I would have to say yes. It is an illusion. But if you like the results it doesn't matter.
Why are you exporting to WMV? Most everyone can play H.264 and it will generally result in a better looking video at the same bit rate.
If you want to post an animated sequence we can all play around with it and see for ourselves, but if you want 1920X1080 you should be creating your sequences that size.
I'd be inclined to go with observer/operator error on this one myself. All else being equal, I can't see an upscaled image being better than the original. So either all else is not equal, or the observation just isn't very good.
Well the reason for the wmv is it seems to get the best quality for the file size and Windows Media Player can play it. As far as the up Scaling question, I’m not as knowledgeable in the Aspect Ratio and Pixel Power as I should be; I just pick it up as I go. Tell me if my thought pattern is all messed up, but my thought was the 1280x720 images look nice individually, but when they go into a video the compression degrades the quality. So my thought was to up the resolution in the output and give more pixels to the quality of the video and the compression won’t affect the quality of the images as much. Basically if you have a 10% degradation on the final result then why not start off rendering the final video 10% to 15% larger. The concept is, render the sequential to a higher resolution and the compression will bring them back around the same quality as the original images. I could be completely wrong with my idea, so I’m bringing it to the community with a much better understanding than I have on this subject.
Well the reason for the wmv is it seems to get the best quality for the file size
That only strengthens my initial thought of observer error. H.264 will be noticeably better than WMV at the same bitrates. I'm honestly a little baffled how anyone could not notice that difference.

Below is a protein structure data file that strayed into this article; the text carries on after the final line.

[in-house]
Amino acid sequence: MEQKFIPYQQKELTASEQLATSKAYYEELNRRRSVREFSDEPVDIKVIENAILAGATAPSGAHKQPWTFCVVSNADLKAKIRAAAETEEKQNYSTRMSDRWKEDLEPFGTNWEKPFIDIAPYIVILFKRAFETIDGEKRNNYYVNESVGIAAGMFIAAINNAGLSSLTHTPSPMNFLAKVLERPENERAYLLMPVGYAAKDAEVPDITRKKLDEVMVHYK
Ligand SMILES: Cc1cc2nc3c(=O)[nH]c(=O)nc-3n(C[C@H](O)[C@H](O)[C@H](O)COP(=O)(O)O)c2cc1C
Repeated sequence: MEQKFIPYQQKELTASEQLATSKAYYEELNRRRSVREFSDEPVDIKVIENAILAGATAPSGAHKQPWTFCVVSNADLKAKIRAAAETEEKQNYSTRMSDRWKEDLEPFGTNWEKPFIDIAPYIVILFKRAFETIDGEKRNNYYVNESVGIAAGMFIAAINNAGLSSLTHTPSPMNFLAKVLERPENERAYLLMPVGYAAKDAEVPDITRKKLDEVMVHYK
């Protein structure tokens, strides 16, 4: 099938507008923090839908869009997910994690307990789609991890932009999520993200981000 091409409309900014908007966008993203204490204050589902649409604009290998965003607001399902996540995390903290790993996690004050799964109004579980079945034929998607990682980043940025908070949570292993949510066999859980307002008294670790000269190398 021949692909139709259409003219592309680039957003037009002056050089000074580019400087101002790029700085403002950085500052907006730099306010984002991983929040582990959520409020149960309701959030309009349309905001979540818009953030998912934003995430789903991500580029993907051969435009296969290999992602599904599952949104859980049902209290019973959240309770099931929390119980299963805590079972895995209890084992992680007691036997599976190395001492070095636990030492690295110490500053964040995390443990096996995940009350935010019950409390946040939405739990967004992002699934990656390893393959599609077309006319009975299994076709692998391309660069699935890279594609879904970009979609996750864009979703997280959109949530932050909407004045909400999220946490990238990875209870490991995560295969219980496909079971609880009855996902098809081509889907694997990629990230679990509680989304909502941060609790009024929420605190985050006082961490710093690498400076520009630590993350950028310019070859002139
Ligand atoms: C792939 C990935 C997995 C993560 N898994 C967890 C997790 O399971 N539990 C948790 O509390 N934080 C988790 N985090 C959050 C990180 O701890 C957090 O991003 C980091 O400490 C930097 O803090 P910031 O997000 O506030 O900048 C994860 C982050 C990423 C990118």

Your thought process is also in error about the upscaling. Yes, any export you do is likely to cause some degree of degradation, but so does the upscale itself. So you've actually increased the degradation by going down that route.
The better thought would be to create the original at 1080. Those are genuine pixels, not the resampled, guessed at and interpolated pixels you get with upscaling.
Jim, I wasn’t saying that the up scaling was improving the quality of the original image, I was saying I’m trying to maintain the quality of the original when it renders to a video file that will compress the quality. You might be correct in saying that it could be operator error, I don’t claim to know it all, I’m just trying to get a good work flow to get the best result without creating an astronomical file size after it’s done
OK, that's easy. Export to H.264 at the original size.
That sounds good, thank you. I'll look into that.
Go with the advice from Jim and Steve
Upscaling in Premiere is not the way to go, at best it will give watchable results but given the choice between an upscaled 720 video and the original 720 I'd rather watch the original 720
Upscaling is best undertaken by either a plug-in such as Red Planet's Instant HD or better still in TMPG or avisynth/virtualdub but these still will not be perfect
I happen to have Instant HD as it came with the bundle, used it on each setting on different 4x3 SD movies and the results are OK but a DVD of the same movies when played back by my upscaling Bluray player gave far better results
Do you have a different export option in 3Ds you could use, WMV is not the best choice, if you can look for an lossless AVI and go with that, then see what it looks like on the PC.
Also rather than use Media Player, download and install VLC, it is leap years better in quality
Just to clarify, everyone does know that I’m talking about compiling 720 rendered Sequential images from 3ds max in the video editing software not up scaling a 720 video to 1080, correct? I’m not rendering to the 720 video straight out of 3ds Max and then up scaling the 720 video to 1080.
I’m not rendering to the 720 video straight out of 3ds Max and then up scaling the 720 video to 1080.
Your original post said you were. So...now I'm confused.
In the past I have rendered out my animated sequences in 1280x720, and have rendered the final video in my editing program as 1920x1080, and it seems to be a better quality video.
I did mention that in my original post. The part after this was asking if this was true. I render my animations to Sequencial Images at 1280x720 and Compile them and render them in my editing software.
I am still not sure I understand completely, but I am relatively certain that you should export at the same frame size and frame rate as what you are building in 3ds Max.
Or, perhaps you can down scale it is need be. But there will always be loss. Just increase the data rate to prevent too much loss and as Jim said, use H.264 for the cleanest files at a reasonable size.